Carter G. Woodson wrote that Nell was the first African American historian.
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William Cooper Nell
William Cooper Nell was an active abolitionist in the American antislavery conflict. He was a protester, an activist for equal rights, an integrationist, and an organizer. He was also a business agent, an accountant, and a preparer of deeds and mortgages. He conducted the Liberator's employment bureau for free blacks and fugitive slaves. As the secretary for numerous organizations and conventions, Nell edited their proceedings and wrote many of the resolutions, presented toasts, often made brief statements and delivered lectures. Most of his publications were printed in the Liberator and other papers of the day.
William Lloyd Garrison was more than willing to open up the Liberator's pages to Nell and his ideas, especially after Nell's return from Rochester .... Article after article appearing in the Liberator during the 1850's bears the Nell signature and imprint, and the paper's point of view in relation to local black affairs is often colored by Nell's own attitudes. Garrison relied heavily on Nell to evaluate the position of Boston's black community.
Through his letters to Garrison, Wendell Phillips, Amy Kirby Post and Jeremiah Burke Sanderson, he painted the daily activities of the abolitionists and their visitors in the Antislavery office. His breadth of writings included articles, editorial comments, obituaries, biographies, notices of meetings, convention and meeting reports, and pamphlets and books.
"At age eleven, he began his education at home, and subsequently entered the school appointed by the Public School Committee which was located in the basement (Nell refers to this location as basement in one instance and as vestry in another) of the African Meeting House church off Belknap St (now known as Joy Street). Nell achieved a good record in the Primary and Grammar, the former being for pupils of ages below eight years, and the latter of ages eight to thirteen years. He must have studied under Wiliam Bascom since he was the teacher from 1824 to 1835. Upon graduation in 1829 from the Grammer School at the age of thirteen, he qualified for a city-wide award presented to "the most deserving pupils, general scholarship taken into account." The awards were made possible by a bequest from Benjamin Franklin, who had left 100 pounds sterling in his will for that purpose. These medals were initially given only to boys; however, in 1821, girls were included and they became known as City Medals.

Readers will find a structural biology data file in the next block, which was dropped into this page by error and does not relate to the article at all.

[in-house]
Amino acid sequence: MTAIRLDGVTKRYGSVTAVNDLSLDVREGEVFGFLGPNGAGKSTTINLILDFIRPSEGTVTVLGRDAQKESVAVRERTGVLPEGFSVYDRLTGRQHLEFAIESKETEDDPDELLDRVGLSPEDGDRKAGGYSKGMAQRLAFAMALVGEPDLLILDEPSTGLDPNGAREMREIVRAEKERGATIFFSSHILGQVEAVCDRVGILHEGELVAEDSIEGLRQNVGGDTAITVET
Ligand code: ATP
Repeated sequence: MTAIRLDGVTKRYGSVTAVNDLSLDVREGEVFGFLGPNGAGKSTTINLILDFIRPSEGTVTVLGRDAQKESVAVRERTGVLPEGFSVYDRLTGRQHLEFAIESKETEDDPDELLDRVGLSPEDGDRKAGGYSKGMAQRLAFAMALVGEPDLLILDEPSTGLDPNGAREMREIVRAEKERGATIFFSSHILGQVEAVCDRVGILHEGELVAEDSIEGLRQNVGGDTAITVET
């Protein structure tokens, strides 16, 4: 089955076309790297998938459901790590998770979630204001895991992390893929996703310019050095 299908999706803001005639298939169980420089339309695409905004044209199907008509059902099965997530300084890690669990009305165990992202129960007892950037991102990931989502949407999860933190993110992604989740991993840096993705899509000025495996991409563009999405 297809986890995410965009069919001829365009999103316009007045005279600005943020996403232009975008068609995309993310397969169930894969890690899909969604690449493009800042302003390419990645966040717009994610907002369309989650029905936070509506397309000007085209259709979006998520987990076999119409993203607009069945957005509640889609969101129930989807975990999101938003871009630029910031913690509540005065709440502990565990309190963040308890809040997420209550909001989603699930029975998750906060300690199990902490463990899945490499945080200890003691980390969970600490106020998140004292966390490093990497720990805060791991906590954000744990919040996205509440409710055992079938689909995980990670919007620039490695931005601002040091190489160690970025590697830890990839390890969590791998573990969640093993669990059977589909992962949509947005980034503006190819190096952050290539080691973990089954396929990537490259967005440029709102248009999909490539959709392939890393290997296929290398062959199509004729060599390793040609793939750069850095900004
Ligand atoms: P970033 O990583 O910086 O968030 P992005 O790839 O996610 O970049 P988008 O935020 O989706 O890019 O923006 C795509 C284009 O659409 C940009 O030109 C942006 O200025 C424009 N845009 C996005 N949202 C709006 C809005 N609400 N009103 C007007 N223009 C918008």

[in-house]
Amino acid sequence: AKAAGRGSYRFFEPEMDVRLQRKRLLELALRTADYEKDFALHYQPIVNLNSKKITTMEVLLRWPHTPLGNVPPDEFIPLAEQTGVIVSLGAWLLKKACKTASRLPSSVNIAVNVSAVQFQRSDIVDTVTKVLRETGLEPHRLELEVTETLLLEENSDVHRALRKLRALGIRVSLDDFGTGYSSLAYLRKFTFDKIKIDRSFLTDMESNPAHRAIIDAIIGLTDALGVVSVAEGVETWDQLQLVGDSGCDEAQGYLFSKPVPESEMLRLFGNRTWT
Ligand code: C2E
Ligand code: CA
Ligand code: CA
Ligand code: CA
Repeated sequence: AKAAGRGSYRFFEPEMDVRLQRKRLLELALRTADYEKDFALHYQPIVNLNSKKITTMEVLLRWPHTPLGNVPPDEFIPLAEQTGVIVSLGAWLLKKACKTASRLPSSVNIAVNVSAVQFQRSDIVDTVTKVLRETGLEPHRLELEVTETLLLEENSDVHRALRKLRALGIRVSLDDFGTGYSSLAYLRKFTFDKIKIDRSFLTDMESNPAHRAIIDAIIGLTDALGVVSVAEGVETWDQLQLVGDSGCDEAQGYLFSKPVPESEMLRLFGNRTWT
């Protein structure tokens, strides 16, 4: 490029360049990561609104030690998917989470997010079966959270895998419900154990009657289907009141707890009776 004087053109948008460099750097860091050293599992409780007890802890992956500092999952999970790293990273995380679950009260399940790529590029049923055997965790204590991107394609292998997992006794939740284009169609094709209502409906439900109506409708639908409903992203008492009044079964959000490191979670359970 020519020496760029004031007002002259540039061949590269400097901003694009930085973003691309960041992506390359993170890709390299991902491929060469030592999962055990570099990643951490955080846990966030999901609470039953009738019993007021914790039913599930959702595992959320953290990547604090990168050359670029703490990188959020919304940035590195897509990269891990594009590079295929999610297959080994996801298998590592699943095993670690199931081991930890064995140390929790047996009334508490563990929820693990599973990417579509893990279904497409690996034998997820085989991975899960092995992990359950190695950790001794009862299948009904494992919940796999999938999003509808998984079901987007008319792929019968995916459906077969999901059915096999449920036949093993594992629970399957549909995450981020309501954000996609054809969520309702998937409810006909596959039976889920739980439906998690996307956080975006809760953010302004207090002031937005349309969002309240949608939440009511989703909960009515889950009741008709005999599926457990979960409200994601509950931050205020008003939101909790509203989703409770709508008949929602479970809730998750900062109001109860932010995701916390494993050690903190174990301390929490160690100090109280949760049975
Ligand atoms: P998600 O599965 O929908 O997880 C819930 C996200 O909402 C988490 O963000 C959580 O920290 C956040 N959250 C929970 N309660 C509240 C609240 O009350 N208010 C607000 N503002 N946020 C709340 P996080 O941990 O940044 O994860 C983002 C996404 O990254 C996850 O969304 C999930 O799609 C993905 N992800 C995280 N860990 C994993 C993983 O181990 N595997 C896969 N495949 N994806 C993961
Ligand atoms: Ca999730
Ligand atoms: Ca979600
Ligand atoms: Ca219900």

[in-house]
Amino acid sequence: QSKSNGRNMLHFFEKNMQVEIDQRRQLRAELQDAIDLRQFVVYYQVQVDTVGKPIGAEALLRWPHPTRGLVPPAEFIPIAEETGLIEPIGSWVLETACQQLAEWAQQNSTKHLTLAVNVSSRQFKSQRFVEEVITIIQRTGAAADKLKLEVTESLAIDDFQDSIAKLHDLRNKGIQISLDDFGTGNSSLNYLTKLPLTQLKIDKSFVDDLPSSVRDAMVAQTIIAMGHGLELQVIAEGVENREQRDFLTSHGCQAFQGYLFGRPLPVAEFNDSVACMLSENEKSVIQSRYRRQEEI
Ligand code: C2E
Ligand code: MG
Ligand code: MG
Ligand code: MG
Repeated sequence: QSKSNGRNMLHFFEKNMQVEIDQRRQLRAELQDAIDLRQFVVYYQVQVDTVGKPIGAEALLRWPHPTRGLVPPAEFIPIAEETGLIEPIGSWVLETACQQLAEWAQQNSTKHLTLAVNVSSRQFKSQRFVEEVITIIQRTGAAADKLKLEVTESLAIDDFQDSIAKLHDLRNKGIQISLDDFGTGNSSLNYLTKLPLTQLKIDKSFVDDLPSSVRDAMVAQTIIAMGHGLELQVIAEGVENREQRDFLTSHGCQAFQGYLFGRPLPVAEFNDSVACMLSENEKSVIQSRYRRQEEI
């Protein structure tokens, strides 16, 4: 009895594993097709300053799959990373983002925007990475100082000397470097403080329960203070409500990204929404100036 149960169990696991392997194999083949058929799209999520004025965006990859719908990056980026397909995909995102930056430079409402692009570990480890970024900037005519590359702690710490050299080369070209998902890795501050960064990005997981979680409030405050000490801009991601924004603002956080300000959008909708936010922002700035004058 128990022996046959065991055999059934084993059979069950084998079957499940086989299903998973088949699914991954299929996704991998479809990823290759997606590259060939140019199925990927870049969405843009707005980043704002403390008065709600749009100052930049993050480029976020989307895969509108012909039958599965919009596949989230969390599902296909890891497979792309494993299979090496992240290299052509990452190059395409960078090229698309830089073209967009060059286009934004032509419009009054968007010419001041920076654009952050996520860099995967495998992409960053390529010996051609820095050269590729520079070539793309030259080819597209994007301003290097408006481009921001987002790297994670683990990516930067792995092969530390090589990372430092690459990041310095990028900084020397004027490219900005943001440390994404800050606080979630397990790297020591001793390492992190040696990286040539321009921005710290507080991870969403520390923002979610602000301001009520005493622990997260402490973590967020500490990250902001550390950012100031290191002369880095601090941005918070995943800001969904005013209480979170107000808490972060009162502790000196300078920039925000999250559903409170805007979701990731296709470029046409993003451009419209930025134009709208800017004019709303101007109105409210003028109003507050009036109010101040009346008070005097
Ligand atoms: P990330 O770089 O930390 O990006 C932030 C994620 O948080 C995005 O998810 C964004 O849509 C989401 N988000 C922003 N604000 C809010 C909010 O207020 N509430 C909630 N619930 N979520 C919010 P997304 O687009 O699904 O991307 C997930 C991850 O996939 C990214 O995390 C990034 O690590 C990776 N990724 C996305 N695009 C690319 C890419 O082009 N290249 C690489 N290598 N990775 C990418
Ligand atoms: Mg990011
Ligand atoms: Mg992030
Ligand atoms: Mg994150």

As a colored person Nell was denied the medal. He wrote concerning these awards, which he felt were due to be given to the three deserving graduates from his school, Charles A. Battiste, Nancy Woodson, and himself: "In lieu of Franklin medals, legitimately our due, Mr. Armstrong gave each [of us] an order on Dea[con] James Loring's Bookstore for" a book entitled The Life of Benjamin Franklin. Nell and the others were omitted from the list of those invited to the awards dinner. Furious at this act of discrimination, he found a way to be present. He wrote:
"I made good my court with one of the waiters, who allowed me to serve others as a fee for serving myself the physical being then with me subordinate. Mr. Armstrong whispered to me, "you ought to be here with the other boys." Of course, the same idea had more than once been mine, but - - his remarks, while witnessing the honors awarded to white scholars only augmented my sensitiveness all the more by the intuitive inquiry, which I eagerly desired to express - If you think so why have you not taken steps to bring it about." The impression made upon my mind by this day's experience deepened into a solemn vow, that, "God helping me, I would do my best to hasten the day when the color of the skin would be no barrier to equal school rights."